N.B. The "profile" definitions for the desired export are specified for each file individually; it was more efficient to work on one file at a time.

Problem #2 with UCT interviews number one: MTS file format is not NVivo 9 compatible and is too large
Actions taken to change the MTS file format and reduce it size:
1. Downloaded the free MTS convertor from http://www.mtsconverter.us/ and installed it on Windows 7.
2. Selected the export option: MPEG-4, 786 kbps, Audio: MP3, 96 kbps. This took 1hr and 20 minutes and the file size was reduced from 837 to148MB.
3. As this is a free version of the convertor, by default it added the AVS Video Convertor watermark to the middle of the image. Fixing this will cost $59 (before the 30th of November, 2011): the price of unlimited AVS4YOU.com software use.
4. I then used AVC video convertor to reduce the file's size.
5. MTS convertor allows for advanced encoding options, so I used the settings from #1.6 on a 1GB video and it was reduced to 52.4 MB. This process only took 25 minutes.

Problem #3  and #4 with UOFS interviews number one: Interviews in .FLV and .AVI format and too large
Actions taken to change the FLV and AVI file formats and reduce their file sizes:
1. I used Any Video Convertor to convert both file formats to MP4 and used the profile settings to reduce the file sizes.

The next step is to check that all the newly encoded files can be imported into NVivo 9; balancing file size with losses to video and audio quality... and that'll be the subject of my next blog post!

Saturday, 5 November 2011

Want an individual, non-commercial, ZA domain? Fokof.

Forgive me for occasionally using my research blog as a blue-sky thinking space, whilst venting the frustrations of a South African wanting a better consumer experience; whether it's about television, buying music or the Apple third-world product experiences at first world prices (see iTunes Store, my exhibit "F"). Not only is writing these concerns a bit better than keeping such thoughts in my head to stress on, but I really do not have a better alternative; do forums exist in which customers can criticize companies for services they "should be" (not "are") delivering? Thought not! So, I feel justified in roping my research blog in as a stand-in soapbox...

My current concern is justifying the choice of the .co.za domain name for one's research blog in the absence of better, local alternatives for South African consumers. I have recently assisted Associate Professor Laura Czerniewicz (@Czernie) with hosting and publishing her Wordpress blog; the site is hosted by the environmentally- friendly GetGreen (who were very helpful with facilitating a speedy domain purchase, hosting and linkage).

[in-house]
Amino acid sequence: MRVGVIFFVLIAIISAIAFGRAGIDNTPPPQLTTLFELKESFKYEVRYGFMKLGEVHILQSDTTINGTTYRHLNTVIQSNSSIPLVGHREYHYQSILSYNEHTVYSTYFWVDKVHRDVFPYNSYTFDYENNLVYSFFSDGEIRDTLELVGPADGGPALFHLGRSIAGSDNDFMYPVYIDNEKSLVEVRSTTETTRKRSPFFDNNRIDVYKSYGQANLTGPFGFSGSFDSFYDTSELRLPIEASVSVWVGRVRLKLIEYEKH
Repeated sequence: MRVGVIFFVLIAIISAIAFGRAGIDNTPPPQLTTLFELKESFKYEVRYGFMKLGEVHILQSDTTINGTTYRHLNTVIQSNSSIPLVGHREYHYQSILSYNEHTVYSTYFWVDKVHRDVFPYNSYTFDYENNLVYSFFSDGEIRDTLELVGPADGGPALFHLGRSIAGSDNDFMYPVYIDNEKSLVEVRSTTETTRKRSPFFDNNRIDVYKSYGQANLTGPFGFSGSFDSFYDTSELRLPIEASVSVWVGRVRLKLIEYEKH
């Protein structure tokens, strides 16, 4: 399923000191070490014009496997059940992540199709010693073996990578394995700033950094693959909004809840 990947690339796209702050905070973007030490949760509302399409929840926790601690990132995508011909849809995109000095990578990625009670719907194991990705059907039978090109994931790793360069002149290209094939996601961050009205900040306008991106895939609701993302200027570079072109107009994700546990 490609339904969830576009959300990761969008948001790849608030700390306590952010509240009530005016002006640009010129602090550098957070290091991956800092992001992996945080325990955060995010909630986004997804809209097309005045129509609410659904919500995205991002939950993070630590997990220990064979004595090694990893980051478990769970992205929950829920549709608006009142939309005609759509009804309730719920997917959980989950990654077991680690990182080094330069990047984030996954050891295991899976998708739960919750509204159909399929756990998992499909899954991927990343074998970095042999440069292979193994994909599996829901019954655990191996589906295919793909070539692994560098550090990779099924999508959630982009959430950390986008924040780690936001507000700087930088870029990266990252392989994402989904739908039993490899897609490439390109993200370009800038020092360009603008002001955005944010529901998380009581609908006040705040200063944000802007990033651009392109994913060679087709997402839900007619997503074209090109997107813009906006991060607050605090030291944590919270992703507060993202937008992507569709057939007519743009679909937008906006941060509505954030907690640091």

The choices they could offer for a personal domain are shown on this screen grab:


Like all local Internet Service Providers (ISPs) I have used (or use), this list's options offer no second and first level domain combination appropriate for an individual researcher stressing the local context of her research:

.co.za = commercial, but local.
.com = commercial, american or international.
.net = commercial, international, generally used as an alternative to .com.
.org = non-profit organization, international.
.biz = commercial, international.
.info = informative internet resources, international.
.mobi = used for mobile devices, international.
.cointernational, country code top level domain used by Columbia.
.co.uk = commercial, United Kingdom businesses.
.deinternational, country code top level domain used by the Federal Republic of Germany.
.esinternational, country code top level domain used by Spain.
.usinternational, country code top level domain used by the United States of America.
.cainternational, country code top level domain used by Canada
.com.auinternational, commercial domain used by Australia
.net.auinternational, commercial domain used by Australia 
.euinternational, country code top level domain used by the European Union
.ininternational, country code top level domain used by India
.asiainternational, domain sponsored by the DotAsia Organization 
.me = country level domain used by Montenegro, with a few exceptions

As you can see, Laura chose the "lesser of two weevils" by selecting a co.za address to show local context, whilst also unavoidably signifying her blog as a "co.mmercial" (as I have also done, but via Gridhost). 

This is a systemic problem that is not the ISPs' fault; http://en.wikipedia.org/wiki/.za shows that there are simply no domain addresses available for individuals to buy: for example, the academic second level domains (ac.za and school.za) are strictly for organizations (universities and schools, respectively), rather than individual staff...

It is frustrating that South African customers do not have any second domain choice (i.e. like name.za {an extension of .name domain}) to reflect their non-commercial, local context. Frankly, in a Web2.0 context where it has become very easy to publish online, this seems like a bad hangover from the predominately corporate publishing in the World Wide Web preceeding it :( ...

If you are also concerned about this omission, kindly add your comment below. This will help me to raise awareness of this problem online (and off). "Thank you", "Nkosi", "Baie Dankie".